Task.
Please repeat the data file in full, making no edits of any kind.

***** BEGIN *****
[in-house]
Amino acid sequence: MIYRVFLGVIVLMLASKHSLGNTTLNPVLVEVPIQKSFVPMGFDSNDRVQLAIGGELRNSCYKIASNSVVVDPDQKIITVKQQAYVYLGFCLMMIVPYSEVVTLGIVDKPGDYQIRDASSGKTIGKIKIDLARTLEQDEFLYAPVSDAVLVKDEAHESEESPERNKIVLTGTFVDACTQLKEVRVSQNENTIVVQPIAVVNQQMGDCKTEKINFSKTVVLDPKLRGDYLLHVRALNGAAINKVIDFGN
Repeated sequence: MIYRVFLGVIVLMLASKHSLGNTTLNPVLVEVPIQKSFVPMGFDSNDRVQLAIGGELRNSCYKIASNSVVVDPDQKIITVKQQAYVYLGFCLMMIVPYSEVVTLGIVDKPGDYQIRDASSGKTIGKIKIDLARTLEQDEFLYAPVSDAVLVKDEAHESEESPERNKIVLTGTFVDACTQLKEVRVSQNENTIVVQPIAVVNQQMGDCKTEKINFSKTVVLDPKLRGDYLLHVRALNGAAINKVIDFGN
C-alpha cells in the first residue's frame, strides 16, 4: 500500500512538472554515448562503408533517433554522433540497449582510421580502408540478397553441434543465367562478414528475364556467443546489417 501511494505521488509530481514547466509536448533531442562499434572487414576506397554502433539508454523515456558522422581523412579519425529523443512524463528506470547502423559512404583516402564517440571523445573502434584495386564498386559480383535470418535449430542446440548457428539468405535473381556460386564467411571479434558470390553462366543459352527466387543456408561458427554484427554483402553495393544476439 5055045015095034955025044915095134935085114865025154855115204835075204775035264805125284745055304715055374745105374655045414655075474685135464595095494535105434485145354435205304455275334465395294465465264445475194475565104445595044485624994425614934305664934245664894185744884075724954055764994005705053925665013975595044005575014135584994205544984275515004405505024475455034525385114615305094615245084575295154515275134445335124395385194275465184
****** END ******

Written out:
[in-house]
Amino acid sequence: MIYRVFLGVIVLMLASKHSLGNTTLNPVLVEVPIQKSFVPMGFDSNDRVQLAIGGELRNSCYKIASNSVVVDPDQKIITVKQQAYVYLGFCLMMIVPYSEVVTLGIVDKPGDYQIRDASSGKTIGKIKIDLARTLEQDEFLYAPVSDAVLVKDEAHESEESPERNKIVLTGTFVDACTQLKEVRVSQNENTIVVQPIAVVNQQMGDCKTEKINFSKTVVLDPKLRGDYLLHVRALNGAAINKVIDFGN
Repeated sequence: MIYRVFLGVIVLMLASKHSLGNTTLNPVLVEVPIQKSFVPMGFDSNDRVQLAIGGELRNSCYKIASNSVVVDPDQKIITVKQQAYVYLGFCLMMIVPYSEVVTLGIVDKPGDYQIRDASSGKTIGKIKIDLARTLEQDEFLYAPVSDAVLVKDEAHESEESPERNKIVLTGTFVDACTQLKEVRVSQNENTIVVQPIAVVNQQMGDCKTEKINFSKTVVLDPKLRGDYLLHVRALNGAAINKVIDFGN
C-alpha cells in the first residue's frame, strides 16, 4: 500500500512538472554515448562503408533517433554522433540497449582510421580502408540478397553441434543465367562478414528475364556467443546489417 501511494505521488509530481514547466509536448533531442562499434572487414576506397554502433539508454523515456558522422581523412579519425529523443512524463528506470547502423559512404583516402564517440571523445573502434584495386564498386559480383535470418535449430542446440548457428539468405535473381556460386564467411571479434558470390553462366543459352527466387543456408561458427554484427554483402553495393544476439 5055045015095034955025044915095134935085114865025154855115204835075204775035264805125284745055304715055374745105374655045414655075474685135464595095494535105434485145354435205304455275334465395294465465264445475194475565104445595044485624994425614934305664934245664894185744884075724954055764994005705053925665013975595044005575014135584994205544984275515004405505024475455034525385114615305094615245084575295154515275134445335124395385194275465184